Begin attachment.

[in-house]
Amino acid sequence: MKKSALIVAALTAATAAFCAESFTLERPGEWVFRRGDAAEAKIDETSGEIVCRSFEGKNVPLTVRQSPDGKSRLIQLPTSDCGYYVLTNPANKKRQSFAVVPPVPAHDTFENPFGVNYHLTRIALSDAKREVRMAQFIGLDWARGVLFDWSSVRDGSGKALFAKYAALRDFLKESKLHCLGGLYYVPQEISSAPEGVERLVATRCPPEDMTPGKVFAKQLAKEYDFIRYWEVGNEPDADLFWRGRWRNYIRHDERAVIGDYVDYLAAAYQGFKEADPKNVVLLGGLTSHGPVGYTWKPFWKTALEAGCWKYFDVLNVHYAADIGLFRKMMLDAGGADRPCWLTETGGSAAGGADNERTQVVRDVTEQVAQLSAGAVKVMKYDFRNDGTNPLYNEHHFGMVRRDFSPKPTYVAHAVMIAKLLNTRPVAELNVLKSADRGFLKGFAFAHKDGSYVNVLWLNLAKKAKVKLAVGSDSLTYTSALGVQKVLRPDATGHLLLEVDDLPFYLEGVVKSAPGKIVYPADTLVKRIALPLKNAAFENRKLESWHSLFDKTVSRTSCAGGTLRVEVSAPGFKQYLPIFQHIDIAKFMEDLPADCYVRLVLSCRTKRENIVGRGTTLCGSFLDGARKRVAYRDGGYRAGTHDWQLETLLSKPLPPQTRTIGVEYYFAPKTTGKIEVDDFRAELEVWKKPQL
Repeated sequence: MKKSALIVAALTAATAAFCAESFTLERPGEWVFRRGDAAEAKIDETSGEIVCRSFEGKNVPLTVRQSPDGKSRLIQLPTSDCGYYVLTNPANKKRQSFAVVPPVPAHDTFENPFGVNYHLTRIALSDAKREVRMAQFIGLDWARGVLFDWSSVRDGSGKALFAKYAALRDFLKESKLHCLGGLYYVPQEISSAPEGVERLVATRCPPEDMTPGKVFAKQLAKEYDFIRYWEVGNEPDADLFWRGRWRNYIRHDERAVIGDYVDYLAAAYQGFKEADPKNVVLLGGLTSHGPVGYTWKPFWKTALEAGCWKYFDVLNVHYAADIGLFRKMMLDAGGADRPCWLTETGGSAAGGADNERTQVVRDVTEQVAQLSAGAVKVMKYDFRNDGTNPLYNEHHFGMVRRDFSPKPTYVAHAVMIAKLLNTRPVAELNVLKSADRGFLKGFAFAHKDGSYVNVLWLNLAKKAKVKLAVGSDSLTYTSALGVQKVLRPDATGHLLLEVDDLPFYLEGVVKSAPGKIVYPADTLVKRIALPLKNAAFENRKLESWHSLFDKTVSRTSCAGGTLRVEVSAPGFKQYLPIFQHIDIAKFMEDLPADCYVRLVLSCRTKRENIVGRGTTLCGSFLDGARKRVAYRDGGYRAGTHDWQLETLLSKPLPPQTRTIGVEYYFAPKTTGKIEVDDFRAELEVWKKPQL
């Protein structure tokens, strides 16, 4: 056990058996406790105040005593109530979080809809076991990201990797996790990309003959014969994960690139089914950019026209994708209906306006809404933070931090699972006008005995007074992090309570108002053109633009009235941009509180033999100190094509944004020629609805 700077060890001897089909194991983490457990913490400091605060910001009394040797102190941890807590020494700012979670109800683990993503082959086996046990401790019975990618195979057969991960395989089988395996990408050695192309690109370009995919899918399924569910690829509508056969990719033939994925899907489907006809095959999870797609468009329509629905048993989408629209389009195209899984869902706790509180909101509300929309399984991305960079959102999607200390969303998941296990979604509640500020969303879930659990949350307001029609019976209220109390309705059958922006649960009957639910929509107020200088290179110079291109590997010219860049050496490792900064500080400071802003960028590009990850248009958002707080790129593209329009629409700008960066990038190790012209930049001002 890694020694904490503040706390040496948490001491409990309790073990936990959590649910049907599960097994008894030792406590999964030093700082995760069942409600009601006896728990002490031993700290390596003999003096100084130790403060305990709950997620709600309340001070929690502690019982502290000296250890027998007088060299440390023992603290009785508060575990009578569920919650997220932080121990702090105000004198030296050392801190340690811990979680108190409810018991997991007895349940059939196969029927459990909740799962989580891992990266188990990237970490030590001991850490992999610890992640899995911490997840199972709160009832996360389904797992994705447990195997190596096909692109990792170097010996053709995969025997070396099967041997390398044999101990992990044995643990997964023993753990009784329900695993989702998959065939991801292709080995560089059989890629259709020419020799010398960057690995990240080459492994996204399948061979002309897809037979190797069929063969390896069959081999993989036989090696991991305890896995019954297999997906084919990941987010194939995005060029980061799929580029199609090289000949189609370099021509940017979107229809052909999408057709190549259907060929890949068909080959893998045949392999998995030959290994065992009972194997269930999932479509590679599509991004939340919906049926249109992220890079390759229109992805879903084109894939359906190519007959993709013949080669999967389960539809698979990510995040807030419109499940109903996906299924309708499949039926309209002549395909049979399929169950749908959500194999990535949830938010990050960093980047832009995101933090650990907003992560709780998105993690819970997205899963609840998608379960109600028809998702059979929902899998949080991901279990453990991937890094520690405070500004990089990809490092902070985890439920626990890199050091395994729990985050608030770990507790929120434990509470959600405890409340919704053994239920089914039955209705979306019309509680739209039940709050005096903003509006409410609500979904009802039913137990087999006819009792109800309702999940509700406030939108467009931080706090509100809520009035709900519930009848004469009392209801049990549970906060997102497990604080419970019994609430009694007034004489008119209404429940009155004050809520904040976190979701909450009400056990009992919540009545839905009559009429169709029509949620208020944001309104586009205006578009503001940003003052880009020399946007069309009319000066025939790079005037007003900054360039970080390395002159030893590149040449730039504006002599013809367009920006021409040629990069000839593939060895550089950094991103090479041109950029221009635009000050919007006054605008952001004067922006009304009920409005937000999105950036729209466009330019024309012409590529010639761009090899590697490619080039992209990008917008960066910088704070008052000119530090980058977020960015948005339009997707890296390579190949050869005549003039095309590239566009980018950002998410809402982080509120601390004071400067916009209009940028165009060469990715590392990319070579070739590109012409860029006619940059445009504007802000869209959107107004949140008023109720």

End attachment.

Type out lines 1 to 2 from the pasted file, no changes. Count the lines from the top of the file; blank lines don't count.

[in-house]
Amino acid sequence: MKKSALIVAALTAATAAFCAESFTLERPGEWVFRRGDAAEAKIDETSGEIVCRSFEGKNVPLTVRQSPDGKSRLIQLPTSDCGYYVLTNPANKKRQSFAVVPPVPAHDTFENPFGVNYHLTRIALSDAKREVRMAQFIGLDWARGVLFDWSSVRDGSGKALFAKYAALRDFLKESKLHCLGGLYYVPQEISSAPEGVERLVATRCPPEDMTPGKVFAKQLAKEYDFIRYWEVGNEPDADLFWRGRWRNYIRHDERAVIGDYVDYLAAAYQGFKEADPKNVVLLGGLTSHGPVGYTWKPFWKTALEAGCWKYFDVLNVHYAADIGLFRKMMLDAGGADRPCWLTETGGSAAGGADNERTQVVRDVTEQVAQLSAGAVKVMKYDFRNDGTNPLYNEHHFGMVRRDFSPKPTYVAHAVMIAKLLNTRPVAELNVLKSADRGFLKGFAFAHKDGSYVNVLWLNLAKKAKVKLAVGSDSLTYTSALGVQKVLRPDATGHLLLEVDDLPFYLEGVVKSAPGKIVYPADTLVKRIALPLKNAAFENRKLESWHSLFDKTVSRTSCAGGTLRVEVSAPGFKQYLPIFQHIDIAKFMEDLPADCYVRLVLSCRTKRENIVGRGTTLCGSFLDGARKRVAYRDGGYRAGTHDWQLETLLSKPLPPQTRTIGVEYYFAPKTTGKIEVDDFRAELEVWKKPQL